Wednesday, November 26, 2014

Oh, Yah. It Will Be Single-Payer

On the road to single-payer (Gummint) health insurance (the one RoJo won't fight.)

...The mandate to provide health insurance to employees kicks in for large employers on January 1st and applies to smaller companies the following year. Surprisingly, firms that are large enough to self-insure (and pay employees’ medical expenses directly) can satisfy the mandate without covering hospitalization. They can also avoid paying for mental health care, the services of specialist doctors and even emergency room visits....

Bet you didn't know that!

But here's something we've mentioned before.  (RoJo thinks this is just fine-and-dandy, I guess)

...Whether or not they are self-insured, all employers can charge the employee a premium equal to 9.5 percent of annual wages for the employee’s coverage and 100 percent of the cost of dependent coverage.
Employees earning $30,000 a year, for example, can be required to pay $2,850 for their own coverage. If a family plan costs $15,000, the employee can be asked to pay $12,150 in premiums (more than one-third of the employee’s income).

Under the law, these plans are considered “affordable.” If the employees turn down the offer, they and their families are ineligible for subsidized insurance in the health insurance exchange....

It should be obvious, even to the deliberately obtuse, that ObozoCare, as written, will lead to a revolt.  That's a feature, not a bug, because it can be "fixed" with single-payer.

That was always the plan (the one RoJo kinda likes now.)


steveegg said...

You must have missed RoJo on Jay Weber this morning. The "repeal" PlaceboCare move, now that it is more-or-less implemented, is going to take a more-orderly approach (a wind-down, if you will) so that its repeal doesn't blow up in our faces. It is not, as National Journal twisted it, a "give up and go home" bit, at least from RoJo, even though the House RepublicRATs went full "give up and go home" well before the election.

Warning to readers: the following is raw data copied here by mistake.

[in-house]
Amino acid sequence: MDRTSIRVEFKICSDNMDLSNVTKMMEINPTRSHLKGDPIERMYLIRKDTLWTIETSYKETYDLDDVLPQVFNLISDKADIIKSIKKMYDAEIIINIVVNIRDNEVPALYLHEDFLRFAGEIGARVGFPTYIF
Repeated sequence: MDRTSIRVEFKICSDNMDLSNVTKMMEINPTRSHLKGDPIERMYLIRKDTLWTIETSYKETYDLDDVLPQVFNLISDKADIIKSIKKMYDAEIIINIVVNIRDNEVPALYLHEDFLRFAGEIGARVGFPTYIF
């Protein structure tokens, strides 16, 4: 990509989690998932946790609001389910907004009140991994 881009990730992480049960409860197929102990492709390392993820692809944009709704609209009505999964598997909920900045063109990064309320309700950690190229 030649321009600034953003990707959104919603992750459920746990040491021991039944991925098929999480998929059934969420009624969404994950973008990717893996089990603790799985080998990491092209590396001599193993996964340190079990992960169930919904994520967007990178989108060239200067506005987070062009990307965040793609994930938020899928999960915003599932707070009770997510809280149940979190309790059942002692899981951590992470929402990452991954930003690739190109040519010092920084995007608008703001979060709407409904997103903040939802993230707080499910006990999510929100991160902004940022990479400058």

Specifically with respect to the mandates, the first step of the wind-down is a full stop on all the mandates. After all, the individual mandate is highly unpopular, and the employer mandate won't be in full force until 2016.

The question is, will the rest of the RepublicRATs reverse themselves again? Something (specifically, the post above this one) tells me no.

nerdbert said...

Vermont has codified that it will offer single payer in the next 2 years. There's just one problem that they're facing: the amount of money that's required to do that even in a small state with a mandatory balanced budget would kill the entire economy of the state. There was an obscure professor by the name of Gruber who hired by the state to try and figure out how to pass the laws that enabled single payer, but strangely enough he had to be fired after some tapes of him talking about his involvement with Obamacare went viral... :-)

steveegg said...

The lack of fiscal planning on Vermont's part is familiar, nerdbert. I wonder how many people remember "Healthy" (and Depopulated) Wisconsin, the Senate Rats' plan in 2007 that, despite getting every one of the 18 Senate Rats to put it in the budget, was the very first thing gone when Jim Doyle cut them out of the negotiations over said budget.